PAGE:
I have forgotten what it was like to be Chikondi, so in awe of the love that is offered to me that I stand amazed eagerly waiting for a touch that screams I am chosen and desired. I don’t stand in awe of it anymore. I am more like Jazzy. I lean into the comfort of a love that I know is securely mine. I have forgotten that I was once orphaned and alone. I too was once unfamiliar with how to receive love, much less give it. But my Father, marked with the name Love, stretched out his arm and welcomed me to lean in a little closer and He called my name.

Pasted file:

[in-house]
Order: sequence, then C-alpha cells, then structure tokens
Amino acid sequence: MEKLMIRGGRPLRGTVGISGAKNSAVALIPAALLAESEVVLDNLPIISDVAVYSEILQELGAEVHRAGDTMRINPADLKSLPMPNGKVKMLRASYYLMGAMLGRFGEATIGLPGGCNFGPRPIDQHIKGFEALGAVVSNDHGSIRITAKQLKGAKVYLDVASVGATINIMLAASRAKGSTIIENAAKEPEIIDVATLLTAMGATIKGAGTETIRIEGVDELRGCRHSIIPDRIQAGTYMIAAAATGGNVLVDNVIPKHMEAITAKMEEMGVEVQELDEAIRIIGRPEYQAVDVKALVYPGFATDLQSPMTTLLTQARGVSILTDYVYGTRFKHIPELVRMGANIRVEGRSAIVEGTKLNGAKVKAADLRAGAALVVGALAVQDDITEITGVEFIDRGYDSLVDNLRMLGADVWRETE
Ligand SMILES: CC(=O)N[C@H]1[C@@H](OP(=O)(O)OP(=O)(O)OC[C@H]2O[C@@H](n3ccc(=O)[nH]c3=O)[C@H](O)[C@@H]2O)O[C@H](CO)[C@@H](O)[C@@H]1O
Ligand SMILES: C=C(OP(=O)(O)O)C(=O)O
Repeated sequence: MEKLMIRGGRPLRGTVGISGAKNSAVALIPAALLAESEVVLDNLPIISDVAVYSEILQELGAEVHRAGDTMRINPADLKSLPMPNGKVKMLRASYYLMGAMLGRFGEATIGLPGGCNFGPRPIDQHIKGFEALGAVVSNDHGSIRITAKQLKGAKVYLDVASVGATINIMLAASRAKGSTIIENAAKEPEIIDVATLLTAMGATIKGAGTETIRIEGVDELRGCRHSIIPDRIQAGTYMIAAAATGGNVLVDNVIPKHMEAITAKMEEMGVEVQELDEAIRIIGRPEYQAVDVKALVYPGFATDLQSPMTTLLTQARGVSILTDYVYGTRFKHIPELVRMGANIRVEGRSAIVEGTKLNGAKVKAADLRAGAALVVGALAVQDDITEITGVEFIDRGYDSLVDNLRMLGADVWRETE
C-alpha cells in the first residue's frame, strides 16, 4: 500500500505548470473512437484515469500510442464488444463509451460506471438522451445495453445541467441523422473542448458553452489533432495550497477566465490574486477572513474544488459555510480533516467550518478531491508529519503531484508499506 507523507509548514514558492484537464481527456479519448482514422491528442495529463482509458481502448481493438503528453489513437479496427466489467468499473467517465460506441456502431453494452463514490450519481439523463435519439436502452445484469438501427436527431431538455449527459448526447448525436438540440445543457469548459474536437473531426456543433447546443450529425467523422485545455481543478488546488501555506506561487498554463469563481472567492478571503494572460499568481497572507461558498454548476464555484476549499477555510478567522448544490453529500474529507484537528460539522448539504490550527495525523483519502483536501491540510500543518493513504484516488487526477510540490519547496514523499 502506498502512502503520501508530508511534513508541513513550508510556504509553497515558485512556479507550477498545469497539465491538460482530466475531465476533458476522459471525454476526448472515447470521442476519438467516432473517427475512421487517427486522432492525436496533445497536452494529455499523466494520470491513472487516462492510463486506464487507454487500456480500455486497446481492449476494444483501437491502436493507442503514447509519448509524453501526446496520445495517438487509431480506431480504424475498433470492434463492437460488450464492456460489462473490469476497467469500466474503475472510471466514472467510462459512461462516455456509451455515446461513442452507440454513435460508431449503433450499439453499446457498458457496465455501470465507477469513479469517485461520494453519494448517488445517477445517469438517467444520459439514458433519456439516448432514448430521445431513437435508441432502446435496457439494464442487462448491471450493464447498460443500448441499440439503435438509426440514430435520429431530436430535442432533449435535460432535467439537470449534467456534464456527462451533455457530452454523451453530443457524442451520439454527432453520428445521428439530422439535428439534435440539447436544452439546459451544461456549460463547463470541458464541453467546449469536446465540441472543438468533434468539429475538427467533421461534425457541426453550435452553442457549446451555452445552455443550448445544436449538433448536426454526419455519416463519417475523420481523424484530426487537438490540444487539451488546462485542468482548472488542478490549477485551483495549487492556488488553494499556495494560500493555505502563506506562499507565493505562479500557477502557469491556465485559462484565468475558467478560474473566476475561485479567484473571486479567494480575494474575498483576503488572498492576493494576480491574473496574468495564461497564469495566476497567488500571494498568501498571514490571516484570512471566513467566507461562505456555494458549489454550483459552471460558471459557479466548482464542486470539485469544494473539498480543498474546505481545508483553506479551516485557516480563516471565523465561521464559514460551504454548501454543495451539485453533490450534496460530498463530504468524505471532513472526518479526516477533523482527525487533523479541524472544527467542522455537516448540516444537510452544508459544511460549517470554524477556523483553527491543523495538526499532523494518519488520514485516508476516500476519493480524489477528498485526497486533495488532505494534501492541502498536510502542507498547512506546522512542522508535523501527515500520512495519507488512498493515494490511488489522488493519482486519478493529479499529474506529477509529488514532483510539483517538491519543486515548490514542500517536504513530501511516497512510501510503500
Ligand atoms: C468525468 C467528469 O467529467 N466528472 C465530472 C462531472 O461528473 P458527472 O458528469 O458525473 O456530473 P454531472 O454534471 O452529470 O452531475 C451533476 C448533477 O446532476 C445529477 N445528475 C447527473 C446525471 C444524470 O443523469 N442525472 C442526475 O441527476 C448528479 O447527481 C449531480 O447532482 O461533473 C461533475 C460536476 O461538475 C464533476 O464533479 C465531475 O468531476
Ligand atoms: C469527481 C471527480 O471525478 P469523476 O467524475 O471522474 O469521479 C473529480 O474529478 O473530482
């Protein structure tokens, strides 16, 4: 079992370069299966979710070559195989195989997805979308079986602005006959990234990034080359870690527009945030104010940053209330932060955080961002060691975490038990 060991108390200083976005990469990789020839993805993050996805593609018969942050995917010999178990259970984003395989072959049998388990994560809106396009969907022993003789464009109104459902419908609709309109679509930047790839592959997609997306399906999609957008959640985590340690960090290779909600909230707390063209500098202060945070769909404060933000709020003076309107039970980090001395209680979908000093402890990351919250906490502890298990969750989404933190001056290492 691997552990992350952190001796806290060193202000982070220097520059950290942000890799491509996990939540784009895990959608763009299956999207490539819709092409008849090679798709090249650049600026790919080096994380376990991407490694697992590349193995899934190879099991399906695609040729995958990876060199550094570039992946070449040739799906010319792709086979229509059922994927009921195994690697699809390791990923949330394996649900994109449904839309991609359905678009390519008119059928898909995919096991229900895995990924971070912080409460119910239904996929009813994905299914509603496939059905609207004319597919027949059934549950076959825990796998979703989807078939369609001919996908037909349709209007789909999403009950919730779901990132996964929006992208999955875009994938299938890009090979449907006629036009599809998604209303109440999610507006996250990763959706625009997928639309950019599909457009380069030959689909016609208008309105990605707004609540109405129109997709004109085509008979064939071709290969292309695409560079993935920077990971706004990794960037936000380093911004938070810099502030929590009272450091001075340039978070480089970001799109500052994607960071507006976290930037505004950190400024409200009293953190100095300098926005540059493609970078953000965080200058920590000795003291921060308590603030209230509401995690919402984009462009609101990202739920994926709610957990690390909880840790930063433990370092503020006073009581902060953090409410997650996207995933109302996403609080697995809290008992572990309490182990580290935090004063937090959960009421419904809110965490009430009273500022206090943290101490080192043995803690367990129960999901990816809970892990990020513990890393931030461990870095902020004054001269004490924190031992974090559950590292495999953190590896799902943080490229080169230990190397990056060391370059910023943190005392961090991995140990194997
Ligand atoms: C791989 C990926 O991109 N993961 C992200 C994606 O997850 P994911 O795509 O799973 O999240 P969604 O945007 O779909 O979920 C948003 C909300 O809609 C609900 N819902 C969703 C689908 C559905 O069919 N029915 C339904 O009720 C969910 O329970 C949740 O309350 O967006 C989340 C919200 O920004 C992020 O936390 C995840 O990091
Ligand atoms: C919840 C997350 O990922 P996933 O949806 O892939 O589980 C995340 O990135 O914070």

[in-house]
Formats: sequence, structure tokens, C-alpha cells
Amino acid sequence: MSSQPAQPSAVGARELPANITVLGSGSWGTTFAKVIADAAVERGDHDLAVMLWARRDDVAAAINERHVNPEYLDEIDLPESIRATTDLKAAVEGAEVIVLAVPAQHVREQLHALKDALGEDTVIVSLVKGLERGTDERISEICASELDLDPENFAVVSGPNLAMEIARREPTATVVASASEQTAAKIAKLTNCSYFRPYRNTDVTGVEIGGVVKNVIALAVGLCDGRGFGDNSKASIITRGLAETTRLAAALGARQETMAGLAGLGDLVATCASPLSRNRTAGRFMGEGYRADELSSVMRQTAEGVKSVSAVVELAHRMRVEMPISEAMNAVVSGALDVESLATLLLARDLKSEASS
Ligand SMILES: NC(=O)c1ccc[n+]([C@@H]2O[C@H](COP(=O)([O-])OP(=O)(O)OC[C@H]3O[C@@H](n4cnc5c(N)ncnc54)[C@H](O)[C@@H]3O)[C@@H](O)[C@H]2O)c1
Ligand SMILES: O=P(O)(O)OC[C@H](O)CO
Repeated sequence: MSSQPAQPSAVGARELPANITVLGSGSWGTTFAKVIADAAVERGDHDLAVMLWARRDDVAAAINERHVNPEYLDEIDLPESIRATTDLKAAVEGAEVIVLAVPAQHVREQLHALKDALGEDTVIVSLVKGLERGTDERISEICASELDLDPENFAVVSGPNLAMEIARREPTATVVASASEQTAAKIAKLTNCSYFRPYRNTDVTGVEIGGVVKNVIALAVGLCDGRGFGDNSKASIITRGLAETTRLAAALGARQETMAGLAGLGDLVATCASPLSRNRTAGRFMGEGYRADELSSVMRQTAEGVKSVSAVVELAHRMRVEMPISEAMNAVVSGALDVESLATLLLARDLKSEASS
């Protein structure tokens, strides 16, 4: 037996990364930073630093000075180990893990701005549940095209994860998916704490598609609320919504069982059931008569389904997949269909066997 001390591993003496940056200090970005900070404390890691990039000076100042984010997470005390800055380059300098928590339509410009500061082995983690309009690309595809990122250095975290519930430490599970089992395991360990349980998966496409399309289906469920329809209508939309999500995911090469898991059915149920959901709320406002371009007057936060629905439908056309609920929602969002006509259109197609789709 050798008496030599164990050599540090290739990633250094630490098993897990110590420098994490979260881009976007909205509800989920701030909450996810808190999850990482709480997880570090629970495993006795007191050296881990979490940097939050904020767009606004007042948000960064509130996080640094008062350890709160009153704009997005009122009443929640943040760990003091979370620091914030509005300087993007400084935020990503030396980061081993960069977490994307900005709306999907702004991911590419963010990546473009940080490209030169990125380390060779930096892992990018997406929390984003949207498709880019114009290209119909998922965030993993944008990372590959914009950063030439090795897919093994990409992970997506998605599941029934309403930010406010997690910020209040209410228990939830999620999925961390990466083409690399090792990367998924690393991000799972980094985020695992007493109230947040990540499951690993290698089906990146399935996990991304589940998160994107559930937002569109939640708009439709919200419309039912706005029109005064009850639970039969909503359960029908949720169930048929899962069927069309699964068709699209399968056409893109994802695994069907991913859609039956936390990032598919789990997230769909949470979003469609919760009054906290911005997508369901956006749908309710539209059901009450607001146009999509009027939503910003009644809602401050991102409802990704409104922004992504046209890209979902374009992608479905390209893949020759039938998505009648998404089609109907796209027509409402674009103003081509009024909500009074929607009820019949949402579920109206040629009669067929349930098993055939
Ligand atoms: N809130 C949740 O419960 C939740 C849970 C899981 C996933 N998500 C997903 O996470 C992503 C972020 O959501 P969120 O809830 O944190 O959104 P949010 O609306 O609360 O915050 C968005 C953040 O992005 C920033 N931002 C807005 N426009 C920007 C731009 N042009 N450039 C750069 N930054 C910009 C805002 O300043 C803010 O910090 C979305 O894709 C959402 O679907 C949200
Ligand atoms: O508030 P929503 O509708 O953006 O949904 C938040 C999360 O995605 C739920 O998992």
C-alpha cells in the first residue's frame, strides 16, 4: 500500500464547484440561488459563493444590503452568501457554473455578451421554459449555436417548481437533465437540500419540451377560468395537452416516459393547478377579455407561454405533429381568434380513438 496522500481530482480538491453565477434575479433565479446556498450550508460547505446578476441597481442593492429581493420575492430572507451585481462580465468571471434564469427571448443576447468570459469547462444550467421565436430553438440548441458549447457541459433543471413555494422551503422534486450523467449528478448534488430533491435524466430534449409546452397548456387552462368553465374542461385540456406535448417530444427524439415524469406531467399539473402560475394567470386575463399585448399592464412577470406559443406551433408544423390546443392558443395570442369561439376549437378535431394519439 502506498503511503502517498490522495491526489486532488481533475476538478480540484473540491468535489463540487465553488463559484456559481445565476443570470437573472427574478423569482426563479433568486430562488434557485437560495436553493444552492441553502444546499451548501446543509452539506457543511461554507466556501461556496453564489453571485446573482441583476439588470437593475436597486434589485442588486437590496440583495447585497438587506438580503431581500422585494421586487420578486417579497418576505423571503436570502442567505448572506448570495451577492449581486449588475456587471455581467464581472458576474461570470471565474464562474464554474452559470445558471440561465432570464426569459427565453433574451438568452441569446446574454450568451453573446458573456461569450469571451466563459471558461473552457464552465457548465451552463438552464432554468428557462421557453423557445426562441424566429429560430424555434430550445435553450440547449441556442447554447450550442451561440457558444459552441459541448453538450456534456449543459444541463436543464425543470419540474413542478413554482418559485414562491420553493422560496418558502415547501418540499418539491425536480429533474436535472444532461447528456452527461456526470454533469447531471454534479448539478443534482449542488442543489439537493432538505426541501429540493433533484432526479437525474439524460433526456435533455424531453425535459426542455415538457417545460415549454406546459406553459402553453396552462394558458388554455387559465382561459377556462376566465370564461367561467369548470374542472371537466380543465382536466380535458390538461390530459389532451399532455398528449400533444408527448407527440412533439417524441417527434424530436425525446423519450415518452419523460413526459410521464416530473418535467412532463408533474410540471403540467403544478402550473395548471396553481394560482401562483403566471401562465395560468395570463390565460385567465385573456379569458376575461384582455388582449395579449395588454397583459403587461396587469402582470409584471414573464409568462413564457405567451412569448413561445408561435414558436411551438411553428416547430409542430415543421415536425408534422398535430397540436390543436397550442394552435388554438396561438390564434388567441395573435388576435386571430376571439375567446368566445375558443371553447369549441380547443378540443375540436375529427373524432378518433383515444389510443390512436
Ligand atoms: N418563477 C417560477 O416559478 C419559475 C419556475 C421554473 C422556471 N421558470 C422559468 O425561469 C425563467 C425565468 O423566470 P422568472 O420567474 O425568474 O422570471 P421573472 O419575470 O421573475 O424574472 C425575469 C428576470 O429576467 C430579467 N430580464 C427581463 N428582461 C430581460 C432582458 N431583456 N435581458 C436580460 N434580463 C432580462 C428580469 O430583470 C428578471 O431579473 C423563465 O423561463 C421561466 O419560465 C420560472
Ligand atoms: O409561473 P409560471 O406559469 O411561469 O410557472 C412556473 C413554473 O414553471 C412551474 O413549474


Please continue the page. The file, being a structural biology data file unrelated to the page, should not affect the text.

A few days later right before I left to come back to America, I called Chikondi’s name. This time he did not hesitate. He ran right up to me and in his eyes I saw something different. He recognized me, and he no longer felt uncertain on whether I knew him or wanted him. He knew when I called his name that he was immediately welcomed and loved. And as I switched on my phone to take the obligatory selfie, his eyes lit up with love and his smile shook my heart.

I saw a transformation in Chikondi over the two weeks I got to spend with him. But it wasn’t because of anything I did. I simply spent two weeks loving a place that has become so easy and familiar to love. But God wasn’t gonna let me become too familiar with love, because love is abnormal and it goes against our rational thinking to change us. I want to live my life sitting in awe watching as Love pours out and then in turn stretch out my arm to love.